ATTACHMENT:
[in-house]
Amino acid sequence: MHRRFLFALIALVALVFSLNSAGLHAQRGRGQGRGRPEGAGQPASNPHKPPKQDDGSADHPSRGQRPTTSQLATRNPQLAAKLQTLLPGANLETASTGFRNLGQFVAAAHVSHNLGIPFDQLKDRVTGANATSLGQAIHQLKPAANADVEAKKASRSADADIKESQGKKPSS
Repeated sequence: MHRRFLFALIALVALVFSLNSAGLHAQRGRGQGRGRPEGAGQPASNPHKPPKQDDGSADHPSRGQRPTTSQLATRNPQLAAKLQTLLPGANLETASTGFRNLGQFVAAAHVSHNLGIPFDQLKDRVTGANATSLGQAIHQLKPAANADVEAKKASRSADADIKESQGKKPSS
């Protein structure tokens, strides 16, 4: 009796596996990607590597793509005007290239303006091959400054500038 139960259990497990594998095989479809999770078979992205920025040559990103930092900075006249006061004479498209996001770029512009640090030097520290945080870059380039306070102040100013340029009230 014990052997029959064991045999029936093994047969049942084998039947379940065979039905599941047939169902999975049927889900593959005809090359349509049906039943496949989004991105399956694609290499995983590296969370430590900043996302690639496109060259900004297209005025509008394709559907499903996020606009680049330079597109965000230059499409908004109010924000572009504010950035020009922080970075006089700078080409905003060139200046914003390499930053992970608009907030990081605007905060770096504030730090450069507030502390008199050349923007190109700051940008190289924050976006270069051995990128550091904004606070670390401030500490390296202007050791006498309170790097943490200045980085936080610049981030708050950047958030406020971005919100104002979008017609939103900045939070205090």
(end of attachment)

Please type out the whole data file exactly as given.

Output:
[in-house]
Amino acid sequence: MHRRFLFALIALVALVFSLNSAGLHAQRGRGQGRGRPEGAGQPASNPHKPPKQDDGSADHPSRGQRPTTSQLATRNPQLAAKLQTLLPGANLETASTGFRNLGQFVAAAHVSHNLGIPFDQLKDRVTGANATSLGQAIHQLKPAANADVEAKKASRSADADIKESQGKKPSS
Repeated sequence: MHRRFLFALIALVALVFSLNSAGLHAQRGRGQGRGRPEGAGQPASNPHKPPKQDDGSADHPSRGQRPTTSQLATRNPQLAAKLQTLLPGANLETASTGFRNLGQFVAAAHVSHNLGIPFDQLKDRVTGANATSLGQAIHQLKPAANADVEAKKASRSADADIKESQGKKPSS
């Protein structure tokens, strides 16, 4: 009796596996990607590597793509005007290239303006091959400054500038 139960259990497990594998095989479809999770078979992205920025040559990103930092900075006249006061004479498209996001770029512009640090030097520290945080870059380039306070102040100013340029009230 014990052997029959064991045999029936093994047969049942084998039947379940065979039905599941047939169902999975049927889900593959005809090359349509049906039943496949989004991105399956694609290499995983590296969370430590900043996302690639496109060259900004297209005025509008394709559907499903996020606009680049330079597109965000230059499409908004109010924000572009504010950035020009922080970075006089700078080409905003060139200046914003390499930053992970608009907030990081605007905060770096504030730090450069507030502390008199050349923007190109700051940008190289924050976006270069051995990128550091904004606070670390401030500490390296202007050791006498309170790097943490200045980085936080610049981030708050950047958030406020971005919100104002979008017609939103900045939070205090």